R. Kelly Required Some 'Girls' to Get His Permission to Order Takeout, Ex-Employee Says

R&B singer R. Kelly required some "girls" to get his permission before they could order takeout food, one of his former employees testified on Friday.

Anthony Navarro was called as a government witness at Kelly's New York sex-trafficking trial. Navarro said Kelly controlled when or whether visitors to his Chicago-area mansion could leave or even order food.

Kelly's mansion had a recording studio and a constant stream of female visitors, and Navarro said the "girls" were strictly controlled by Kelly's rules. Some would stay at the mansion for long stretches and couldn't eat or leave without the singer's permission.

"There's been times where they wanted to [leave] but couldn't because they couldn't get a ride or we couldn't get ahold of Rob," Navarro said.

An anonymous jury comprising five women and seven men heard testimony earlier this week from one of Kelly's accusers. The trial is scheduled to last for several weeks and will involve testimony from other women accusing Kelly of sexual assault.

For more reporting from the Associated Press, see below.

R. Kelly sex-trafficking
An ex-employee of singer R. Kelly testified on August 20 that Kelly forced some women and girls visiting his mansion to get his permission before they could order takeout food. Above, Kelly arrives at the Leighton Courthouse for his status hearing in relation to the sex abuse allegations made against him on May 7, 2019 in Chicago. Nuccio DiNuzzo/Getty Images

Navarro's testimony bolstered the government's contention that Kelly controlled everything around him and created an environment where girls and women who entered the space faced strict rules that gave them little choice but to submit to the singer's sexual whims.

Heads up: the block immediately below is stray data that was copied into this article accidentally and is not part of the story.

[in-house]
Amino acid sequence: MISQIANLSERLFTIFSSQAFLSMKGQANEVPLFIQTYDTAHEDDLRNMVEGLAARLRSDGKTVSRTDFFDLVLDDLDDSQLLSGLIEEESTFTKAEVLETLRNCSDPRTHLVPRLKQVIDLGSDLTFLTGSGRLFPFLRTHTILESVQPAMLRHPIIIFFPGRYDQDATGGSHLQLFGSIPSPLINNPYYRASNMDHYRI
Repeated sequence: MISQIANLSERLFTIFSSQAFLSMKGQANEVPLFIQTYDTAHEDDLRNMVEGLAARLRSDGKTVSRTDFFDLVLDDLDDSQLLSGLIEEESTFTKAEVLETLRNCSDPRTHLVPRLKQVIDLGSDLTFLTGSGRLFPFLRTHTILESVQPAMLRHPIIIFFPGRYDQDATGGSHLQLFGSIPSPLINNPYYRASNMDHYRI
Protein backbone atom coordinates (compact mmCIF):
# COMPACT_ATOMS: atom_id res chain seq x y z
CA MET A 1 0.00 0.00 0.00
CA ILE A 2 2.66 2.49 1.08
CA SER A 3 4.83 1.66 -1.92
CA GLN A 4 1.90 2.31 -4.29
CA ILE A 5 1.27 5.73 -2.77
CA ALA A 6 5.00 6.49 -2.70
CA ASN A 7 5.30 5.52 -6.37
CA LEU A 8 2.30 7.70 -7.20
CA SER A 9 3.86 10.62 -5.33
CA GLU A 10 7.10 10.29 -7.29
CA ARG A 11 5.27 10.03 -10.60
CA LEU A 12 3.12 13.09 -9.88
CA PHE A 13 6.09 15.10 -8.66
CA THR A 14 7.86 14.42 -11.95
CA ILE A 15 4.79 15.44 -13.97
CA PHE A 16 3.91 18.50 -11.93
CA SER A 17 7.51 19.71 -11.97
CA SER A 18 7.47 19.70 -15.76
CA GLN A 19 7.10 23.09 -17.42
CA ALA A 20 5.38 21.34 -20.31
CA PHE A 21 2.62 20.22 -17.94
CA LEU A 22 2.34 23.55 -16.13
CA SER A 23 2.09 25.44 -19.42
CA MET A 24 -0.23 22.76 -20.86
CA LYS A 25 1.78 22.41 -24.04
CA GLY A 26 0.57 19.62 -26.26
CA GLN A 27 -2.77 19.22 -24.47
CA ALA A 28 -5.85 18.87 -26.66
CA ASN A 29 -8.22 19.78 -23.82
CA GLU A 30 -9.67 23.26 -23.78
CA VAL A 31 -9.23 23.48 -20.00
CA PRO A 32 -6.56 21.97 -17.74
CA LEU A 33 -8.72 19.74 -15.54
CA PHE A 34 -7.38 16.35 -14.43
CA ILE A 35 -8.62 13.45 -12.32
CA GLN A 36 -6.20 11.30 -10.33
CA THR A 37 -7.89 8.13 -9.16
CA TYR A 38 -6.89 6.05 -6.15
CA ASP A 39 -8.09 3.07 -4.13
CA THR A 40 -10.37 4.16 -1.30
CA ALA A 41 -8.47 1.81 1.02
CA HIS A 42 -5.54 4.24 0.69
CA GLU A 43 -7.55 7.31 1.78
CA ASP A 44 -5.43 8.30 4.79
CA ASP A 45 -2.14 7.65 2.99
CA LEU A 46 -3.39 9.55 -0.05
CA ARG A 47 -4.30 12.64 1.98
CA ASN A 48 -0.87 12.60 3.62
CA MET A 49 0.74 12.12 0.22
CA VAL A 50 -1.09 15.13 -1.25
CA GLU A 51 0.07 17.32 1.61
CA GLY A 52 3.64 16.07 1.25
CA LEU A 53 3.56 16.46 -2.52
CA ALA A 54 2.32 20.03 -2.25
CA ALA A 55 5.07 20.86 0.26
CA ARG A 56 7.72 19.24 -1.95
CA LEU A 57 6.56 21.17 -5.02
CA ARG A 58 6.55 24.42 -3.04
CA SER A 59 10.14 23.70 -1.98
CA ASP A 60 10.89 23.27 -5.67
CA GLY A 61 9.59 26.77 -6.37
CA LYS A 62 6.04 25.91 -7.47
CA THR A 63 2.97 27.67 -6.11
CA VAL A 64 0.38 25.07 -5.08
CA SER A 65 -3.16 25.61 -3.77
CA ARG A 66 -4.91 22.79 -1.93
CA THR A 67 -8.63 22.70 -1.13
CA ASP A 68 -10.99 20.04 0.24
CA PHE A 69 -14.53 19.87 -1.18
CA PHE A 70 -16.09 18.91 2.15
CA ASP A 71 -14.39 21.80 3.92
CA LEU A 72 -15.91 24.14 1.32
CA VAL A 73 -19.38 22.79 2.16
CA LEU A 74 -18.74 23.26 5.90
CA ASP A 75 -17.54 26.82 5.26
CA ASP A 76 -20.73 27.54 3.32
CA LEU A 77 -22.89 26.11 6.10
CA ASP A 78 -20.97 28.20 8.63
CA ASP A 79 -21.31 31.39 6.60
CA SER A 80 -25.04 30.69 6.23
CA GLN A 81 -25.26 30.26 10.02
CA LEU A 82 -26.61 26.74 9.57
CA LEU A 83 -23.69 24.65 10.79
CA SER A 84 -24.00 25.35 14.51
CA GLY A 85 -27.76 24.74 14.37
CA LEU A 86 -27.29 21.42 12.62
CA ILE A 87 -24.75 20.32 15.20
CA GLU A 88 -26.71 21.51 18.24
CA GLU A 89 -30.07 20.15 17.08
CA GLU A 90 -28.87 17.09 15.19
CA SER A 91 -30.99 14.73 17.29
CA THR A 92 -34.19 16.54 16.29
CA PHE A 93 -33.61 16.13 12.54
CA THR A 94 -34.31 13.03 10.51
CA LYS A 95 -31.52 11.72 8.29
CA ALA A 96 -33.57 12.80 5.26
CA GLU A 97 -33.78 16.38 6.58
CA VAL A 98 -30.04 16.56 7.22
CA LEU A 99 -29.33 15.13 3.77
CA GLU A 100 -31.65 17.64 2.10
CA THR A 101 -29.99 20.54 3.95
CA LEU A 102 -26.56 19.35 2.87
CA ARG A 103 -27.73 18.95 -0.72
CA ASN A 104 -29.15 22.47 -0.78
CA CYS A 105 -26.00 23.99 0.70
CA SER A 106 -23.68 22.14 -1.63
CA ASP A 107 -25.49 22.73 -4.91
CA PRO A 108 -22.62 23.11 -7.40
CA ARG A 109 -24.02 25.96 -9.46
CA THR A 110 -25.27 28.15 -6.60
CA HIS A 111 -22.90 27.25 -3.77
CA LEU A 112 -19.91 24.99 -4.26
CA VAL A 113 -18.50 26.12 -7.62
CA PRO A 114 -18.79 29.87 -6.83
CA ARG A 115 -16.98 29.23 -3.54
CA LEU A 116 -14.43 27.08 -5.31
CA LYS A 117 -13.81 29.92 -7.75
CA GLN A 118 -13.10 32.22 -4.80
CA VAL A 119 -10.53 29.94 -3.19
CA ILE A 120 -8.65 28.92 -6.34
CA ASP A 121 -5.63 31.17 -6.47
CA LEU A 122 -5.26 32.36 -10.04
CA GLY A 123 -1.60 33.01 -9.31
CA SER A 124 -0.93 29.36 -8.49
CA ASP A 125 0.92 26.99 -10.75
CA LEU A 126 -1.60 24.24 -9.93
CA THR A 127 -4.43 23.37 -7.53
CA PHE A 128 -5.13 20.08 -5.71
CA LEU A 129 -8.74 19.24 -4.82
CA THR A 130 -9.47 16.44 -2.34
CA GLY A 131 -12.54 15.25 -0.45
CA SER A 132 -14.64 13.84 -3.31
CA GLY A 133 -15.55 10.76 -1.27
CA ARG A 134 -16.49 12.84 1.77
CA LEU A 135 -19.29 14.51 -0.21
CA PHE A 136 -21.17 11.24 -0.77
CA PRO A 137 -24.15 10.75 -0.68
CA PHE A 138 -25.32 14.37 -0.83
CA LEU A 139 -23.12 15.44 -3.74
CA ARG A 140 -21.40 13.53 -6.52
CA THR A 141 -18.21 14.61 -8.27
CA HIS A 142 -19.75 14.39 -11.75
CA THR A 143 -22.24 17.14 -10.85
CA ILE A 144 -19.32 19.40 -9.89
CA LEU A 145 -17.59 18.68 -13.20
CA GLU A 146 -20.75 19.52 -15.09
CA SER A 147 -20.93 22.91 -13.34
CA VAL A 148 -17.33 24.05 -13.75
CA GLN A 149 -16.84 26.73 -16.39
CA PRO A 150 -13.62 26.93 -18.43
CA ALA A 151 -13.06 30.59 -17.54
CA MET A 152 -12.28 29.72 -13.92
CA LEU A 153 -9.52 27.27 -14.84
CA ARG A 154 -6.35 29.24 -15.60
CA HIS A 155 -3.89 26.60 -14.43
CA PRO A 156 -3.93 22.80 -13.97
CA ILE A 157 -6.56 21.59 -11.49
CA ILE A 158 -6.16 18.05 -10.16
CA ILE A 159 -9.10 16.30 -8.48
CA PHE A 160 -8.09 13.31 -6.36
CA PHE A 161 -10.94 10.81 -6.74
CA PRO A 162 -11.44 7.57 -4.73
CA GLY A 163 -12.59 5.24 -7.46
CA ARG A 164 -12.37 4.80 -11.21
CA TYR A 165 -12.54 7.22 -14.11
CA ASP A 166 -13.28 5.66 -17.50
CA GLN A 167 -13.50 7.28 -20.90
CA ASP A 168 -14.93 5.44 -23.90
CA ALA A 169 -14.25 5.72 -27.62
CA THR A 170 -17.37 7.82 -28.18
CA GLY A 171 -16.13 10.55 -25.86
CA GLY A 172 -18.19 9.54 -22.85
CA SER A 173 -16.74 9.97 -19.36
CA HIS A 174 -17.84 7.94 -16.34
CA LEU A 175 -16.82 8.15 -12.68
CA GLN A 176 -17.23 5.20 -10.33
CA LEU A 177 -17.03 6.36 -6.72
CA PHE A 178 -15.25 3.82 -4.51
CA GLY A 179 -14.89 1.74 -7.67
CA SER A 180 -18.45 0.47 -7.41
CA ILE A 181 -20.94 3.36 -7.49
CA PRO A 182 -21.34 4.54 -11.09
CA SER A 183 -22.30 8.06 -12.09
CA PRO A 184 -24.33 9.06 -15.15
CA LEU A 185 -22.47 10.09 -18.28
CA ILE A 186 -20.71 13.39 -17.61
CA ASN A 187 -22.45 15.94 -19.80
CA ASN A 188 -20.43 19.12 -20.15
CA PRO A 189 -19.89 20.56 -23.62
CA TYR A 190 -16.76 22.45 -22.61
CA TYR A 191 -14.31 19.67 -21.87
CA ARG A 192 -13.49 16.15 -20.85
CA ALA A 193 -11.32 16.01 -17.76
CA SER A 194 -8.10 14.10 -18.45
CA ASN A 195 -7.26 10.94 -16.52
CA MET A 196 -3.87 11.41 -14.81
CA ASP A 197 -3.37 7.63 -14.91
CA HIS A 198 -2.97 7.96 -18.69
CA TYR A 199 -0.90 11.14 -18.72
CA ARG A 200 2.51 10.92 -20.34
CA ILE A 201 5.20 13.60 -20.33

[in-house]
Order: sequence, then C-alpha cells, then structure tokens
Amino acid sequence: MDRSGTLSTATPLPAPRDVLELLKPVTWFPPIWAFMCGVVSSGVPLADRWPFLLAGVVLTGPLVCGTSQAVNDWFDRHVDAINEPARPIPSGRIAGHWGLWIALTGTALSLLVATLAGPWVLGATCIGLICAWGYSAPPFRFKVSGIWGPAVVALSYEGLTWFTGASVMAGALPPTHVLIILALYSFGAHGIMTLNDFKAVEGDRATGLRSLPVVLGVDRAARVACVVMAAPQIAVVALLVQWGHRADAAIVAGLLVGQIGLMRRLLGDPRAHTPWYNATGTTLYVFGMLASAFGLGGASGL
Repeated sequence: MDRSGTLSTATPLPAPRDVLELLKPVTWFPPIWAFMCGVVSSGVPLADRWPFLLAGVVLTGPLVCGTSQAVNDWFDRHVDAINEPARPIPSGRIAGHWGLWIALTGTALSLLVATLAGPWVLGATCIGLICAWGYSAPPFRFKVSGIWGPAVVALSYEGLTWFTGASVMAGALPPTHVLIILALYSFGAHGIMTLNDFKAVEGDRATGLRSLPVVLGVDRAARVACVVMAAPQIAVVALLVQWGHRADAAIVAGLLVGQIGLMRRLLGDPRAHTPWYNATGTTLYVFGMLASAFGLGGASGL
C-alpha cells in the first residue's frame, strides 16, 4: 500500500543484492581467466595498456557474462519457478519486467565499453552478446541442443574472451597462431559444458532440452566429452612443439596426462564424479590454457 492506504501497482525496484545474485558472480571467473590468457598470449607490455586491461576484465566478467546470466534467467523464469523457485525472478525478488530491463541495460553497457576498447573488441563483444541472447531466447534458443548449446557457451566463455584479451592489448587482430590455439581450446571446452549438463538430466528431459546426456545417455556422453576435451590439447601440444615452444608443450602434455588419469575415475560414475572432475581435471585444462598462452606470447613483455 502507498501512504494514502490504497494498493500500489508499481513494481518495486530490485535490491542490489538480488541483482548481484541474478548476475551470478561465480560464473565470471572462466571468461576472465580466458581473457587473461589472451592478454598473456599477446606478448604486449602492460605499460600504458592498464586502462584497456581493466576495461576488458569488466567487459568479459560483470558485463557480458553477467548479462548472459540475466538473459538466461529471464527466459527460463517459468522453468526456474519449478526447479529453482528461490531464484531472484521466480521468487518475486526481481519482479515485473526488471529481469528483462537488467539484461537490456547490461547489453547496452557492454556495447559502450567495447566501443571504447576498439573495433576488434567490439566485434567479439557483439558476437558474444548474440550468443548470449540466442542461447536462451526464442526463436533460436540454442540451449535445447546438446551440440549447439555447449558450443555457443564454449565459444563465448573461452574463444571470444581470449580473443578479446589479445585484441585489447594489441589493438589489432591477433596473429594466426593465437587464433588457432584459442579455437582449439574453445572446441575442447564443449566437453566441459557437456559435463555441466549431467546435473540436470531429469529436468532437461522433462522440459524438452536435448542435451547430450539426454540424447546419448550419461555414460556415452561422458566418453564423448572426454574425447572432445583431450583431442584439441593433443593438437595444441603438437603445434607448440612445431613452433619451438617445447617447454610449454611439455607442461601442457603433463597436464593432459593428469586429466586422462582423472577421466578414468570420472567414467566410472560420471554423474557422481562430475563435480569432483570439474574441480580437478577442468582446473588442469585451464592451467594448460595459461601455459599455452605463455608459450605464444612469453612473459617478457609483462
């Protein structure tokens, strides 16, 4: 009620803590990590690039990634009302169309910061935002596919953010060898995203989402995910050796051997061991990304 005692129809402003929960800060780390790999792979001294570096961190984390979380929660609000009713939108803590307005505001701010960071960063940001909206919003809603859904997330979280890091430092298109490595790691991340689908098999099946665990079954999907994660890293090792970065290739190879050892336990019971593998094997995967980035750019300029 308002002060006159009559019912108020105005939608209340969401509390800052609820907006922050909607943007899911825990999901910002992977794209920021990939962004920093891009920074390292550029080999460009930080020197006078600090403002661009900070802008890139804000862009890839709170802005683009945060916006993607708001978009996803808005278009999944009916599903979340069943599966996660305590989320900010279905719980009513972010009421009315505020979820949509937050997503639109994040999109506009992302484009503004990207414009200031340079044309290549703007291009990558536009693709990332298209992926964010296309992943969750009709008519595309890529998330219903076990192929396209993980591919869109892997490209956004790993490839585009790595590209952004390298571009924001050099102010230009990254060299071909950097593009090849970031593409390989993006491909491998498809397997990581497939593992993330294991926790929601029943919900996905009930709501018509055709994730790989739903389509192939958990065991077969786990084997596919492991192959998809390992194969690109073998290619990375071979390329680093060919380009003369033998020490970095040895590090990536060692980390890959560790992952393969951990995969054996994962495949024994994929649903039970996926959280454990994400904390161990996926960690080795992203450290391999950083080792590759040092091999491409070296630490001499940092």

Being at the mansion "was almost like the Twilight Zone," Navarro said. "It's just a strange place."

Navarro told jurors that he never witnessed Kelly sexually abuse his victims as alleged at the trial that began earlier this week in federal court in Brooklyn, New York.

Navarro, who was trained as an audio engineer, spent much of his time doing menial chores for Kelly like driving visitors to and from his home.

"Mainly it was girls who were coming to the studio," he said.

It was the third day of testimony at a trial expected to last several weeks for a singer who became famous during a 30-year career through hits like "I Believe I Can Fly," a 1996 song that became an inspirational anthem.

Kelly, 54, has denied the accusations and his lawyers have portrayed him as a victim of women who targeted him after the emergence of the #MeToo movement brought a new look at the relationship between celebrities and their fans.

The women's stories got wide exposure with the Lifetime documentary Surviving R. Kelly. The series explored how an entourage of supporters protected Kelly and silenced his victims for decades, foreshadowing the federal racketeering conspiracy case that landed Kelly in jail in 2019.

Courtroom Sketch R. Kelly
The jury for R. Kelly's sex-trafficking trial heard testimony on August 20 that the singer forced female visitors to get his permission to order food or to leave. In this courtroom artist's sketch made from a video screen monitor of a Brooklyn courtroom, defendant R. Kelly, top left, listens as Jerhonda Pace, far left, testifies against the R&B star during the singer's sex abuse trial, August 18 in New York. Elizabeth Williams via AP